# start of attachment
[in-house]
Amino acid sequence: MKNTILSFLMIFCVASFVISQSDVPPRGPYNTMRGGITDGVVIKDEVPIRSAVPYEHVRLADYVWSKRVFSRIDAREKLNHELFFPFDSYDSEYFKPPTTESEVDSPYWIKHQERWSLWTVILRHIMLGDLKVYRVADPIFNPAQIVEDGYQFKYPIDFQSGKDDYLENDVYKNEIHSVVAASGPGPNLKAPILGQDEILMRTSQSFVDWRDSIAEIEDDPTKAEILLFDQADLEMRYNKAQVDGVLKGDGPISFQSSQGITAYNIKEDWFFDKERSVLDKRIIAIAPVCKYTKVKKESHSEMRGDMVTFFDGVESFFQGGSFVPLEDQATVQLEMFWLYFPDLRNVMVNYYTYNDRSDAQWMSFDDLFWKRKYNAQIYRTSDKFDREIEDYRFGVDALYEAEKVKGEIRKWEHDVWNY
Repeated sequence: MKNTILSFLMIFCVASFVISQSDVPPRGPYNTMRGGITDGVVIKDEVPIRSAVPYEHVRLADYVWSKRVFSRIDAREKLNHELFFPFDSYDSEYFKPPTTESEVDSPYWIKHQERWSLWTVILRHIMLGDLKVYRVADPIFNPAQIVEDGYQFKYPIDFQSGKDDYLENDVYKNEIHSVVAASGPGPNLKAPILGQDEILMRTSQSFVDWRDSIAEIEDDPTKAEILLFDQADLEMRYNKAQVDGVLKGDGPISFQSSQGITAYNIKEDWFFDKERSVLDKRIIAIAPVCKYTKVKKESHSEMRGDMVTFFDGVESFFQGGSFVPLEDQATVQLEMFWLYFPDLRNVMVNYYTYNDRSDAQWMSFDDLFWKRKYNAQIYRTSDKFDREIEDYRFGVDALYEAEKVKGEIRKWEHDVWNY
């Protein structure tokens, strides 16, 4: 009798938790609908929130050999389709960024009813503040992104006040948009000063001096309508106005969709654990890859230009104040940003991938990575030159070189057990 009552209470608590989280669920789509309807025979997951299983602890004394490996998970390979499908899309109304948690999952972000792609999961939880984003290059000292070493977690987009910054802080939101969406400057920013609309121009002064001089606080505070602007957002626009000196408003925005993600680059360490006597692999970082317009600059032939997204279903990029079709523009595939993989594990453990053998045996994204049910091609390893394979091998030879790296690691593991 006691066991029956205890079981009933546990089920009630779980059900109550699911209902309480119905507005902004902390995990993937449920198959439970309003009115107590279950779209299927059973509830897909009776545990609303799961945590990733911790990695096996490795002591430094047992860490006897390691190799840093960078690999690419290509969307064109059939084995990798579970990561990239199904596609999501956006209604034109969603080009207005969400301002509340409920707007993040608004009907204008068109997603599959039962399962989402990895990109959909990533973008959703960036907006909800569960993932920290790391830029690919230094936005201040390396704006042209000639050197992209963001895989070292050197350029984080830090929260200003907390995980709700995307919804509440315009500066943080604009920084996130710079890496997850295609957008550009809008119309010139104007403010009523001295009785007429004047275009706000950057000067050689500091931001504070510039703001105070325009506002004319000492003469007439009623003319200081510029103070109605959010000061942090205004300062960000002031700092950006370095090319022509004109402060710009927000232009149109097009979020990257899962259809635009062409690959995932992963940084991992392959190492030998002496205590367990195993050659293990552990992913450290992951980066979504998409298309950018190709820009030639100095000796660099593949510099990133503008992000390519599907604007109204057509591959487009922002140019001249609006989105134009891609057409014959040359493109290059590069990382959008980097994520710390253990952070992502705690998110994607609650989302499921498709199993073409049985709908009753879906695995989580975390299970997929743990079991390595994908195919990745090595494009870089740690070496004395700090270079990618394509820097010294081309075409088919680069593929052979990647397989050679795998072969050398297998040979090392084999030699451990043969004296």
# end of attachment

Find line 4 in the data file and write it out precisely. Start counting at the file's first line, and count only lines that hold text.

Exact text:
């Protein structure tokens, strides 16, 4: 009798938790609908929130050999389709960024009813503040992104006040948009000063001096309508106005969709654990890859230009104040940003991938990575030159070189057990 009552209470608590989280669920789509309807025979997951299983602890004394490996998970390979499908899309109304948690999952972000792609999961939880984003290059000292070493977690987009910054802080939101969406400057920013609309121009002064001089606080505070602007957002626009000196408003925005993600680059360490006597692999970082317009600059032939997204279903990029079709523009595939993989594990453990053998045996994204049910091609390893394979091998030879790296690691593991 006691066991029956205890079981009933546990089920009630779980059900109550699911209902309480119905507005902004902390995990993937449920198959439970309003009115107590279950779209299927059973509830897909009776545990609303799961945590990733911790990695096996490795002591430094047992860490006897390691190799840093960078690999690419290509969307064109059939084995990798579970990561990239199904596609999501956006209604034109969603080009207005969400301002509340409920707007993040608004009907204008068109997603599959039962399962989402990895990109959909990533973008959703960036907006909800569960993932920290790391830029690919230094936005201040390396704006042209000639050197992209963001895989070292050197350029984080830090929260200003907390995980709700995307919804509440315009500066943080604009920084996130710079890496997850295609957008550009809008119309010139104007403010009523001295009785007429004047275009706000950057000067050689500091931001504070510039703001105070325009506002004319000492003469007439009623003319200081510029103070109605959010000061942090205004300062960000002031700092950006370095090319022509004109402060710009927000232009149109097009979020990257899962259809635009062409690959995932992963940084991992392959190492030998002496205590367990195993050659293990552990992913450290992951980066979504998409298309950018190709820009030639100095000796660099593949510099990133503008992000390519599907604007109204057509591959487009922002140019001249609006989105134009891609057409014959040359493109290059590069990382959008980097994520710390253990952070992502705690998110994607609650989302499921498709199993073409049985709908009753879906695995989580975390299970997929743990079991390595994908195919990745090595494009870089740690070496004395700090270079990618394509820097010294081309075409088919680069593929052979990647397989050679795998072969050398297998040979090392084999030699451990043969004296």